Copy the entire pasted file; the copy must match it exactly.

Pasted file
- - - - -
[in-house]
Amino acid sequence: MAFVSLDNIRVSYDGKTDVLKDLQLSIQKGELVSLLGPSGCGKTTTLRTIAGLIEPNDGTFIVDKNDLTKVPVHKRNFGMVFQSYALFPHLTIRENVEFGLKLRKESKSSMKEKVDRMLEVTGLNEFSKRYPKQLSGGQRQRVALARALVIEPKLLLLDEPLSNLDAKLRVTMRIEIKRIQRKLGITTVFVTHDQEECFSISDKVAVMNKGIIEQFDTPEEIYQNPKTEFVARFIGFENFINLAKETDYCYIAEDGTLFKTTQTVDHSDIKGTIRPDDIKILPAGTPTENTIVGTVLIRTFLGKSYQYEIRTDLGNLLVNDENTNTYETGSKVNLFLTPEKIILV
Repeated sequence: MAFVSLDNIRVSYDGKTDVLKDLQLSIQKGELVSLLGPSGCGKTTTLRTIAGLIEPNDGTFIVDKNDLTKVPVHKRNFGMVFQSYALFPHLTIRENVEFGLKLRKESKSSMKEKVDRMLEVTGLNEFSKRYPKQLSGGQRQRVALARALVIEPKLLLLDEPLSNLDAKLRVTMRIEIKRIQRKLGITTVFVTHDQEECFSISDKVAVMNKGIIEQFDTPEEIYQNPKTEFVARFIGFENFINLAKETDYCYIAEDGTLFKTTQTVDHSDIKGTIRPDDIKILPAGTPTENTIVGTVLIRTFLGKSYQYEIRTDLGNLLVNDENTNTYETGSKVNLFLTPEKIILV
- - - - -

[in-house]
Amino acid sequence: MAFVSLDNIRVSYDGKTDVLKDLQLSIQKGELVSLLGPSGCGKTTTLRTIAGLIEPNDGTFIVDKNDLTKVPVHKRNFGMVFQSYALFPHLTIRENVEFGLKLRKESKSSMKEKVDRMLEVTGLNEFSKRYPKQLSGGQRQRVALARALVIEPKLLLLDEPLSNLDAKLRVTMRIEIKRIQRKLGITTVFVTHDQEECFSISDKVAVMNKGIIEQFDTPEEIYQNPKTEFVARFIGFENFINLAKETDYCYIAEDGTLFKTTQTVDHSDIKGTIRPDDIKILPAGTPTENTIVGTVLIRTFLGKSYQYEIRTDLGNLLVNDENTNTYETGSKVNLFLTPEKIILV
Repeated sequence: MAFVSLDNIRVSYDGKTDVLKDLQLSIQKGELVSLLGPSGCGKTTTLRTIAGLIEPNDGTFIVDKNDLTKVPVHKRNFGMVFQSYALFPHLTIRENVEFGLKLRKESKSSMKEKVDRMLEVTGLNEFSKRYPKQLSGGQRQRVALARALVIEPKLLLLDEPLSNLDAKLRVTMRIEIKRIQRKLGITTVFVTHDQEECFSISDKVAVMNKGIIEQFDTPEEIYQNPKTEFVARFIGFENFINLAKETDYCYIAEDGTLFKTTQTVDHSDIKGTIRPDDIKILPAGTPTENTIVGTVLIRTFLGKSYQYEIRTDLGNLLVNDENTNTYETGSKVNLFLTPEKIILV